Home » Multiple frock changes seal Julie Bishop’s role as style ambassador

Multiple frock changes seal Julie Bishop’s role as style ambassador

On Wednesday, she dashed to Melbourne to speak at an event, before returning to Fashion Week in time for the Anna Quan show.

Clearly in her role as a “friend” – code for brand ambassador – to David Jones, the ex-Liberal deputy leader is doing all she can to keep the department store in her good graces – bare-backed dresses and all.

David Jones is not the only corporate friend, of course.

Bishop has another side hustle, as a strategic adviser to $15 billion miner Mineral Resources – which had the former pollie starring in an employee induction video a few years back alongside minor celebs such as Hugh Jackman.

She’s also on the advisory board of privately owned Brisbane miner, Controlled Thermal Resources, and let’s not mention the little black spot on her resume that is the failed financier Greensill Capital where she was a senior adviser.


Brendan Fevola and PM Anthony Albanese.Credit: John Shakespeare

CBD had to stifle a guffaw when we heard Treasurer Jim Chalmers claim that Tuesday night’s big spending budget is not an election pitch.

Why, the man is already acting like he’s in campaign mode, with his boss Prime Minister Anthony Albanese and Finance Minister Katy Gallagher aiding and abetting with, well, some gusto.

Just take a look at the trio’s media schedule, helpfully passed out by the PM’s office, which wants the world to know how hard their man is working on selling the budget.

So let’s see … the prime minister was up with the larks on Wednesday for a 2SM radio slot at 6.20AM, he was on Sky News at 7am, and Nine’s Today show at 10 past. By 7:30am, Albanese was showing his mug on ABC News Breakfast and on Seven’s Sunrise just 10 minutes later, Fox FM Melbourne at 8:05am, KIISFM at 8:35am, Triple M Adelaide at 8:50am, and then Nova in Perth at five past nine.


Albo then did Channel 10 news at midday, and Triple J’s Hack at 5:30pm.

Our favourite moment in all of that was Fox’s former Carlton footy oaf Brendan Fevola proving that he was still, well, Brendan Fevola, by asking the PM if the national debt couldn’t just be wiped away? “Can’t you just wipe it and everyone start again?”

Anyway, Chalmers was not to be outdone by the boss, notching up 10 radio and TV appearances by 9:15am and going on Channel Ten news, addressing the National Press Club – those gigs can be tough – and then going on The Project in the evening.

Chalmers, interestingly enough, stuck to the AM stations while Albanese braved the forensic questioning of the likes of Fevola and KIISFM’s chief economic brains, Kyle Sandilands and Jackie O. That tells us much about what Labor planners think of the respective electoral appeal of their two frontmen.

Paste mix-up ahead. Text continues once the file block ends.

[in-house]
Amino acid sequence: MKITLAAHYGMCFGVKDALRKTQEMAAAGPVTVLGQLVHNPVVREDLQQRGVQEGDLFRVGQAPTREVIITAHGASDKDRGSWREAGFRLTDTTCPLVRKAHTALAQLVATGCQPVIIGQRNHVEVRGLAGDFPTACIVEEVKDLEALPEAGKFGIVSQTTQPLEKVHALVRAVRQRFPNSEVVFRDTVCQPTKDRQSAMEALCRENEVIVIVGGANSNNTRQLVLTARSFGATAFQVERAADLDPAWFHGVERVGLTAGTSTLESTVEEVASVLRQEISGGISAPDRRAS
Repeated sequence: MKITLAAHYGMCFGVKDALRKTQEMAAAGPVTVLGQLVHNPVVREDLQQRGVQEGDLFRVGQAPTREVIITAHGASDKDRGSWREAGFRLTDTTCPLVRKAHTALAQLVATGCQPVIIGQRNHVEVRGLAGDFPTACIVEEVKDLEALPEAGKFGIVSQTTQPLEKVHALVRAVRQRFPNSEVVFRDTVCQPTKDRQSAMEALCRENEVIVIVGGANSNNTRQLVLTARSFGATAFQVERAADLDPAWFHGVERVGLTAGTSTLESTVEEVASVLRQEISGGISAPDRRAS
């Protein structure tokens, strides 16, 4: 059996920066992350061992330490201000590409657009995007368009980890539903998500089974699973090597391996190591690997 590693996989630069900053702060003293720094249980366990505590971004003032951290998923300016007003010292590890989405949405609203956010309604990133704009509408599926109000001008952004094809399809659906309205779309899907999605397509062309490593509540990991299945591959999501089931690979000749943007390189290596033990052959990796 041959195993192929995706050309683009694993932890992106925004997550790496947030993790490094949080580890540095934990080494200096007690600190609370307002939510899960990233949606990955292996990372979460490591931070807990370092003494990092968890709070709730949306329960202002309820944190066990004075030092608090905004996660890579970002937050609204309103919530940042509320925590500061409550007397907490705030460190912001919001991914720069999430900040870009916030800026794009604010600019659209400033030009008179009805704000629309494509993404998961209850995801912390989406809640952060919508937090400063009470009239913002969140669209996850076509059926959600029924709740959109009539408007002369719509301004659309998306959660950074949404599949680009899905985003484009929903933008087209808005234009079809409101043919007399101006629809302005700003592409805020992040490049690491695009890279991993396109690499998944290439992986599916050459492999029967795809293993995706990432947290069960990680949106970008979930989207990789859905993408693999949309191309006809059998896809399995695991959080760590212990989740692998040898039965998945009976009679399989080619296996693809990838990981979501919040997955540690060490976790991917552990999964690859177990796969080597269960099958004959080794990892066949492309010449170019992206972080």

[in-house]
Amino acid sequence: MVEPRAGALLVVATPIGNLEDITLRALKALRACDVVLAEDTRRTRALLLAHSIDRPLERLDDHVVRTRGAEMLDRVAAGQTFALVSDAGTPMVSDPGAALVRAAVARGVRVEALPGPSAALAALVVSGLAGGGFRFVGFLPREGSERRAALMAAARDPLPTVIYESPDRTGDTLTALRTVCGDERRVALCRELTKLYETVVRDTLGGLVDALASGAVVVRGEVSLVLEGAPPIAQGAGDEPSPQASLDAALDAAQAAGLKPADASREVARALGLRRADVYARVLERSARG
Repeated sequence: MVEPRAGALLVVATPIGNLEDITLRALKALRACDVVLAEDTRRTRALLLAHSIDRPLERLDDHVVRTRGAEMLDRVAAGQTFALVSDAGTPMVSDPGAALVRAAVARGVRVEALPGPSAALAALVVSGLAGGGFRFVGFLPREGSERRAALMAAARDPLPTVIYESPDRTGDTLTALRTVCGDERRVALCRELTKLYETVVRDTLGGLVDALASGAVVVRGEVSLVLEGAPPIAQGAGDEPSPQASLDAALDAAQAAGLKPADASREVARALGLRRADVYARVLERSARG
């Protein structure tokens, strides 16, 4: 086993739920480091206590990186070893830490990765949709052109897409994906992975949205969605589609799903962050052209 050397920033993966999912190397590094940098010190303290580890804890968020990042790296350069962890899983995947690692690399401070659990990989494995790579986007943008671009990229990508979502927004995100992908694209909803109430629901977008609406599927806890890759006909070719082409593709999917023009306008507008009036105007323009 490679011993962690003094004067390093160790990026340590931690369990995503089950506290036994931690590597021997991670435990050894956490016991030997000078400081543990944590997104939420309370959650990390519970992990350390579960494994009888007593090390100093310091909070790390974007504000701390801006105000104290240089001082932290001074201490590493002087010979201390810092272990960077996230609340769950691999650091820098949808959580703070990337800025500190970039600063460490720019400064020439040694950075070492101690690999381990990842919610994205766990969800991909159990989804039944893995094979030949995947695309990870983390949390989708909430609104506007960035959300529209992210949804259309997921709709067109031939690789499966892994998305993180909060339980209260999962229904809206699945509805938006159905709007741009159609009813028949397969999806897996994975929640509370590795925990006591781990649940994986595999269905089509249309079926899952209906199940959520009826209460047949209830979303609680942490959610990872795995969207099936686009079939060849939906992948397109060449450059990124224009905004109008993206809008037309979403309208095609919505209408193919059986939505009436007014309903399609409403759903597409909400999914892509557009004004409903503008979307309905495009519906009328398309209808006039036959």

Now, we’re loath to talk about leaners and lifters – not after what happened to poor old Joe Hockey when tried that one out on a memorable budget evening in 2015 – but Gallagher’s workload on Wednesday looked comparatively light, with four morning radio slots and a speech in the evening.

But even half that effort would send either one of your workshy CBDsters straight to the knacker’s yard.


That speech we mentioned from Gallagher on Wednesday night was delivered in the Great Hall of Parliament House to a budget dinner put on by the Future Women advocacy group and sponsored by LaTrobe Financial.

Future Women Managing Director Helen McCabe had assembled an impressive crowd for the evening, with Nine’s very own Tory Maguire moderating the panel, with a bunch of Canberra’s big hitters present, and held for the first time in the prestigious space.


Home Affairs Minister Clare O’Neil and Sports Minister Anika Wells were also representing the Albanese front bench, sitting down to dinner with some of the Australian public service’s high-flyers; Finance Department Secretary Jenny Wilkinson, Employment Department boss Natalie James, Secretary of Veterans Affairs Alison Frame and Australian Secret Intelligence Service chief Kerri Hartland.

Joining Gallagher at the podium was Queensland’s first female premier, Anna Bligh, and at the tables were crossbench MPs Zali Steggall, Zoe Daniel and Kate Chaney.

Now, this affair – more than 400 powerful women in the parliament’s biggest space, where most events are a sea of grey men in grey suits – has to be noted as a breath of fresh air around the joint and hopefully a sign that things are finally changing up there.